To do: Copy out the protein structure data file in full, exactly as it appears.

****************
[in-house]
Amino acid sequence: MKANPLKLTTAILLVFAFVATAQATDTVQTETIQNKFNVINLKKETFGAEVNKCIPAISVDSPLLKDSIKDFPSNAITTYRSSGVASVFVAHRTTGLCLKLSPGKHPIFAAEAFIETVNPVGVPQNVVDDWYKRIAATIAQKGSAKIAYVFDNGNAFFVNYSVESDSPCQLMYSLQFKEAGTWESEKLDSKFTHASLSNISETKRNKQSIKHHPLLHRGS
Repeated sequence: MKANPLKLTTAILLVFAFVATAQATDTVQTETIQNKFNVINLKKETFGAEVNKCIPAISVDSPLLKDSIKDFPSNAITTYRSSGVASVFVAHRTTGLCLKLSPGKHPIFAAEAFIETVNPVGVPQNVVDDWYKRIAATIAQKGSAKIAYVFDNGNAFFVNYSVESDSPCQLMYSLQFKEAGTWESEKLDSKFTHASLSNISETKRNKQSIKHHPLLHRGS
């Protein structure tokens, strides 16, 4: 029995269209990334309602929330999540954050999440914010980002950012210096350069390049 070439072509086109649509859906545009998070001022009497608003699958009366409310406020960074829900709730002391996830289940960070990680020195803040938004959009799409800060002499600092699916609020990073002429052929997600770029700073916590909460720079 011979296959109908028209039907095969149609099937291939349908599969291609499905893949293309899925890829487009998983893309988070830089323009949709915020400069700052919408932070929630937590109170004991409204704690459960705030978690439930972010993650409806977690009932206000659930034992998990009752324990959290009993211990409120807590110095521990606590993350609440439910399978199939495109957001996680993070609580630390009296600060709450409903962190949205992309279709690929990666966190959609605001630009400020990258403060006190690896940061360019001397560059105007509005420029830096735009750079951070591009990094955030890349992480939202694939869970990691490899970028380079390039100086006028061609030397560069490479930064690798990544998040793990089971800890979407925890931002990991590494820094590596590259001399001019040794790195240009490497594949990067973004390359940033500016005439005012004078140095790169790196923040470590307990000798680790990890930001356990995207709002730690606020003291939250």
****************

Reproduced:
[in-house]
Amino acid sequence: MKANPLKLTTAILLVFAFVATAQATDTVQTETIQNKFNVINLKKETFGAEVNKCIPAISVDSPLLKDSIKDFPSNAITTYRSSGVASVFVAHRTTGLCLKLSPGKHPIFAAEAFIETVNPVGVPQNVVDDWYKRIAATIAQKGSAKIAYVFDNGNAFFVNYSVESDSPCQLMYSLQFKEAGTWESEKLDSKFTHASLSNISETKRNKQSIKHHPLLHRGS
Repeated sequence: MKANPLKLTTAILLVFAFVATAQATDTVQTETIQNKFNVINLKKETFGAEVNKCIPAISVDSPLLKDSIKDFPSNAITTYRSSGVASVFVAHRTTGLCLKLSPGKHPIFAAEAFIETVNPVGVPQNVVDDWYKRIAATIAQKGSAKIAYVFDNGNAFFVNYSVESDSPCQLMYSLQFKEAGTWESEKLDSKFTHASLSNISETKRNKQSIKHHPLLHRGS
């Protein structure tokens, strides 16, 4: 029995269209990334309602929330999540954050999440914010980002950012210096350069390049 070439072509086109649509859906545009998070001022009497608003699958009366409310406020960074829900709730002391996830289940960070990680020195803040938004959009799409800060002499600092699916609020990073002429052929997600770029700073916590909460720079 011979296959109908028209039907095969149609099937291939349908599969291609499905893949293309899925890829487009998983893309988070830089323009949709915020400069700052919408932070929630937590109170004991409204704690459960705030978690439930972010993650409806977690009932206000659930034992998990009752324990959290009993211990409120807590110095521990606590993350609440439910399978199939495109957001996680993070609580630390009296600060709450409903962190949205992309279709690929990666966190959609605001630009400020990258403060006190690896940061360019001397560059105007509005420029830096735009750079951070591009990094955030890349992480939202694939869970990691490899970028380079390039100086006028061609030397560069490479930064690798990544998040793990089971800890979407925890931002990991590494820094590596590259001399001019040794790195240009490497594949990067973004390359940033500016005439005012004078140095790169790196923040470590307990000798680790990890930001356990995207709002730690606020003291939250």